How It’s Made
So you get your model airplane in the mail today. You excitedly opened the box like a kid opening presents on Christmas day. The next minute you found yourself in complete awe. You were admiring your precious possession for quite some time until you realized that you have no single idea as to how this work of art was made exactly!
Don’t bother! Your curiosity will be satisfied as we let you inside how each model plane, whether it’s a jet model plane, or a helicopter model is made by Warplanes – and how exactly a simple wood is changed into a beautiful, astounding model plane!
Here’s a supplemental video to get you started:
And now for a more detailed version of our model plane creation process:
Information gathering – also known as “note-taking.” In the pre-production process craftsmen make use of diagrams and photos of the airplane they are going to make. This also includes getting the measurements and specific features correctly. Note taking is vital when producing custom-made aircraft as the final product depends on the information gathered during this process.
Production and Assembly
Cutting and Carving – after making sure all the details are properly collected, master artisans carve and cut the frame, the body, the wings, fuselage and all the parts of the model airplane. This is a magical process where a block of mahogany wood is transformed into a helicopter, a ship or an airplane!
Sanding – the model plane and its parts are then sanded using a fine grade sand paper to eliminate rough spots and give it a smooth finish ready for the next process.
Assembling – putting the pieces together. The wings, the fuselage, the propellers and the rest of the parts are glued and attached to the body of the mode plane. Assembling also means placing detailed parts like blades, rotors, fuselage, rudders and armaments to complete the model. Putty fillers are used to fill in any gaps or cracks.
Sometimes, pieces that have been glued together are set aside to allow them to dry before working with them again.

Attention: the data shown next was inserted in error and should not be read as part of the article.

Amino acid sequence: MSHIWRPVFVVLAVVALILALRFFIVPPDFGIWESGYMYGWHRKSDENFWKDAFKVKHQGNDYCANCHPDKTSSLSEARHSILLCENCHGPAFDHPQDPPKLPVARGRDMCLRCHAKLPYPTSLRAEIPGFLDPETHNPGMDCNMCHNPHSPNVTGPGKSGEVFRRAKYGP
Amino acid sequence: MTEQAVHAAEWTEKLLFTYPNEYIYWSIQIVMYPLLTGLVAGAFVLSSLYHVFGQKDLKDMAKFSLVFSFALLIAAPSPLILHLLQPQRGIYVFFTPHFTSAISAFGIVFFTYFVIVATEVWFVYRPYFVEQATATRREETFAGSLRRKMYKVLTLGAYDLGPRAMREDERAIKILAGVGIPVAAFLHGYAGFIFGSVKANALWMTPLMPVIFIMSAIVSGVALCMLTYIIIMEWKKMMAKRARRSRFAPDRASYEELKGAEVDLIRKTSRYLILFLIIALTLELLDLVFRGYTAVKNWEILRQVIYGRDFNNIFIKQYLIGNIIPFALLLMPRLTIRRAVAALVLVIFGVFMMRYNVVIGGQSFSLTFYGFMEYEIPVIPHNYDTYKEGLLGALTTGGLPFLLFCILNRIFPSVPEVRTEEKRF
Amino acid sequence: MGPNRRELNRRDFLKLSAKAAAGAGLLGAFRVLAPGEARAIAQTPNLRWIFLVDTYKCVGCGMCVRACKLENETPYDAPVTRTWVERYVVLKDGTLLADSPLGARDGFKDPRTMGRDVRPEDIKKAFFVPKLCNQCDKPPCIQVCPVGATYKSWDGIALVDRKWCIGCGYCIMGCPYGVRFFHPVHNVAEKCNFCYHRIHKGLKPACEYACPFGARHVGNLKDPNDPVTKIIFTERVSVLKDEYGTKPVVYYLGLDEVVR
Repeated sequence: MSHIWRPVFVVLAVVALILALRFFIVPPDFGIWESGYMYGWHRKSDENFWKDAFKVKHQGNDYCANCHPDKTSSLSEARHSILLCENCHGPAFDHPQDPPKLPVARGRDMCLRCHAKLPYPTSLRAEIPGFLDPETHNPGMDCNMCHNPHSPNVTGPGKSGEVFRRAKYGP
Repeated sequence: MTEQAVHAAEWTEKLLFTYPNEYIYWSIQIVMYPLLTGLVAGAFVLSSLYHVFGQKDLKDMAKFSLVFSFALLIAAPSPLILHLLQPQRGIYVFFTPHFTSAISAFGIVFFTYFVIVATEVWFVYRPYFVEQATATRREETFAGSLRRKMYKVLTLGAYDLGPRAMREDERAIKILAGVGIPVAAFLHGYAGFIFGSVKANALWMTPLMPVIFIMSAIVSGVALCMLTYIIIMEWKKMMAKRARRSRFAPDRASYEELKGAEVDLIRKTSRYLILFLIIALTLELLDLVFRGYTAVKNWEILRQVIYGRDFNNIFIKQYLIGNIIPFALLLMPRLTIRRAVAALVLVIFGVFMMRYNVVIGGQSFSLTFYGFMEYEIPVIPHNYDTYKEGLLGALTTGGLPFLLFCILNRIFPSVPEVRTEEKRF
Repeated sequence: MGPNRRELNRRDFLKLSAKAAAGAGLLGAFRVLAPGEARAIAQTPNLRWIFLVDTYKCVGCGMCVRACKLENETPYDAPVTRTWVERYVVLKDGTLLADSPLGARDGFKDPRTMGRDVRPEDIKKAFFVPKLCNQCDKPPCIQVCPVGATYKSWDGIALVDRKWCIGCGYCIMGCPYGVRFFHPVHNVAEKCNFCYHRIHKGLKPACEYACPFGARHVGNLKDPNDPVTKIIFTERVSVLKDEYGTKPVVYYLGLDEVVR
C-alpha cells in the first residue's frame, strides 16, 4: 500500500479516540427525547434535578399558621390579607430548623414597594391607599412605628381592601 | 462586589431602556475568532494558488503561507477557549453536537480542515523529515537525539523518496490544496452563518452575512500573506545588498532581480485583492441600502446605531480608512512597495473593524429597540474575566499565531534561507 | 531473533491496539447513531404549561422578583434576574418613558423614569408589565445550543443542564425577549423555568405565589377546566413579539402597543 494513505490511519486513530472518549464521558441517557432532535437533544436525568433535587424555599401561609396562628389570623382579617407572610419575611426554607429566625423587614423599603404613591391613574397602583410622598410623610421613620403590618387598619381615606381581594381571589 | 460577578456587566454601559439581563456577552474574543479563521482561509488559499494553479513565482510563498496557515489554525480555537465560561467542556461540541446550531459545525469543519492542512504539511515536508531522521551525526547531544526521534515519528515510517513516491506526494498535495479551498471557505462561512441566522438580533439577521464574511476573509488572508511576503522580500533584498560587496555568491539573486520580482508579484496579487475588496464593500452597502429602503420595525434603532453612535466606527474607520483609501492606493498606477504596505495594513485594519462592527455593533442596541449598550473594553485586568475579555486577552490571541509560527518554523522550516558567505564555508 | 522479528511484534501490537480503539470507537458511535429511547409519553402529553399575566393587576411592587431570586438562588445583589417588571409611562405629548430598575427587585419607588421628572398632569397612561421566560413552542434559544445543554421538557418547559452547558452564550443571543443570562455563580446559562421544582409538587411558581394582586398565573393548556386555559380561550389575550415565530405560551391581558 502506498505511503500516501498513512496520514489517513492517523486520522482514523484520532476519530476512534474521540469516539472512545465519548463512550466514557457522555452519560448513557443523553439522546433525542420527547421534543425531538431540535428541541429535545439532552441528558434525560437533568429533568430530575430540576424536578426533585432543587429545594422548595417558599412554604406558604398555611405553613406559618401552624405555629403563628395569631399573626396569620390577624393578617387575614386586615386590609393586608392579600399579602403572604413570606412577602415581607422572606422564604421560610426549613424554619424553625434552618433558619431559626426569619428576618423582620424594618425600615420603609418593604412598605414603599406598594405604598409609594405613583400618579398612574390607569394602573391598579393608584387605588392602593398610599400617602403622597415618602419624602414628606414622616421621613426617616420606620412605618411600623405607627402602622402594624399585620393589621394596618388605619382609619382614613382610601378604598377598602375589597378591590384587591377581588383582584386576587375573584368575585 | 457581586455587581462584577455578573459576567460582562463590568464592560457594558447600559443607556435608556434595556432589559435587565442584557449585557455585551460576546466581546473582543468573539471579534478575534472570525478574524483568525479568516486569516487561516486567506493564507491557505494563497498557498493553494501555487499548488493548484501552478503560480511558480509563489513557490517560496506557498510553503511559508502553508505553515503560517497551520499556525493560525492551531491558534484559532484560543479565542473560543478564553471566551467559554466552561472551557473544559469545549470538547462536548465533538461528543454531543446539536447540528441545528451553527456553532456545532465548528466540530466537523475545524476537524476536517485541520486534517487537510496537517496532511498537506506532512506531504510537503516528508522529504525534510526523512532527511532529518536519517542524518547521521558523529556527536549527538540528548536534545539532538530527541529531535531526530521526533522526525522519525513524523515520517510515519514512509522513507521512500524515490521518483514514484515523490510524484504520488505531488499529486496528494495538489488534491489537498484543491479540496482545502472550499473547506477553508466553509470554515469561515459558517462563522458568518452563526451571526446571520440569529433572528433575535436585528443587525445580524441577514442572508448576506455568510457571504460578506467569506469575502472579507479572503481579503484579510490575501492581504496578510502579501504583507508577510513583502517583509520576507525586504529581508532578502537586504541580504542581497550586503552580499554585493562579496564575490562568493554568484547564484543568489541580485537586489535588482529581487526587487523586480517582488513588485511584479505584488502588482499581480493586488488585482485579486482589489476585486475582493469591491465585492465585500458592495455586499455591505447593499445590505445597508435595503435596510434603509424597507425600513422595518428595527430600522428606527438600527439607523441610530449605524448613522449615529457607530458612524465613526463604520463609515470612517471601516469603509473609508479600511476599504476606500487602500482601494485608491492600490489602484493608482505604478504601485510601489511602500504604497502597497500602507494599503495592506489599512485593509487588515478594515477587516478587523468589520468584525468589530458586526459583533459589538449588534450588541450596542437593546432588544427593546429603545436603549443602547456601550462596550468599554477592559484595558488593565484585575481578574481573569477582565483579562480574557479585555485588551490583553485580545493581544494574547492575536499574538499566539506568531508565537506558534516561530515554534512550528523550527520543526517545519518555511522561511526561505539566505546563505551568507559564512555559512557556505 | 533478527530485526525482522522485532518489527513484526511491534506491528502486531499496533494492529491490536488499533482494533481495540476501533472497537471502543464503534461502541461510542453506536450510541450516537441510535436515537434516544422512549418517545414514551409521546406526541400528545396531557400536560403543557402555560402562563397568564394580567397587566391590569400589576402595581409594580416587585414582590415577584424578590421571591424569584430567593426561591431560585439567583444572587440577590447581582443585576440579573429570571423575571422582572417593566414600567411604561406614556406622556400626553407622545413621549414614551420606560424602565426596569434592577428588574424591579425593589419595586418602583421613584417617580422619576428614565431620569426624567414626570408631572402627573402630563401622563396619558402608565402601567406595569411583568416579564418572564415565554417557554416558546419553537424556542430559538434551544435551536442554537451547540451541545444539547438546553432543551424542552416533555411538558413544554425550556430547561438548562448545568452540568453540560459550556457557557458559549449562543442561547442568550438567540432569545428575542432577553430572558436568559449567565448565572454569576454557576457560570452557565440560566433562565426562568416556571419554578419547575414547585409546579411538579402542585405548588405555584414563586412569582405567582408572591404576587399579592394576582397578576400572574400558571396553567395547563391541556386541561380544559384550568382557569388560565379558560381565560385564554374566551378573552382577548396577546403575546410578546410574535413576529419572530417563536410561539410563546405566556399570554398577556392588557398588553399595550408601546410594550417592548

After the entire model plane dries, the puttied area is sanded a little to ensure it is completely smooth ready for painting.
Painting – Coating the model frame with special paint and bringing it to life. Depending on the type of aircraft, painting includes adding in the squadron name, initials, paint design, and nose art. A P-51 Mustang model for example, is painted in silver with red and blue paint schemes all over its body. The nose is also painted with its distinct nose art.
In some cases, some parts are painted before assembling. Bigger parts such as the fuselage and wings are spray painted before gluing them together. Internal pieces, such as instrument panels, engine parts, and landing gear are spray painted before gluing them inside the model airplane.
Painting and designing are all passionately done by the hands of our exceptional artisans whose dedication shows on every model they produce.
Quality Control – Examining the final product for any flaws. This means looking at all the components that had been glued together after they have dried and looking for uneven areas, rough spots or gaps between the pieces.
During this part of the process, paint schemes, measurements and the over-all design are reviewed to make sure standards are met. To ensure customer expectations are reached, the final product is compared to the original airplane and to the notes taken during the pre-production process.
Packaging – Each model airplane is carefully placed in a heavy duty box with foam support to ensure safe delivery. The model airplane stand (which is also made of wood) is separately incased with foam and can be attached to the plane when unpacked.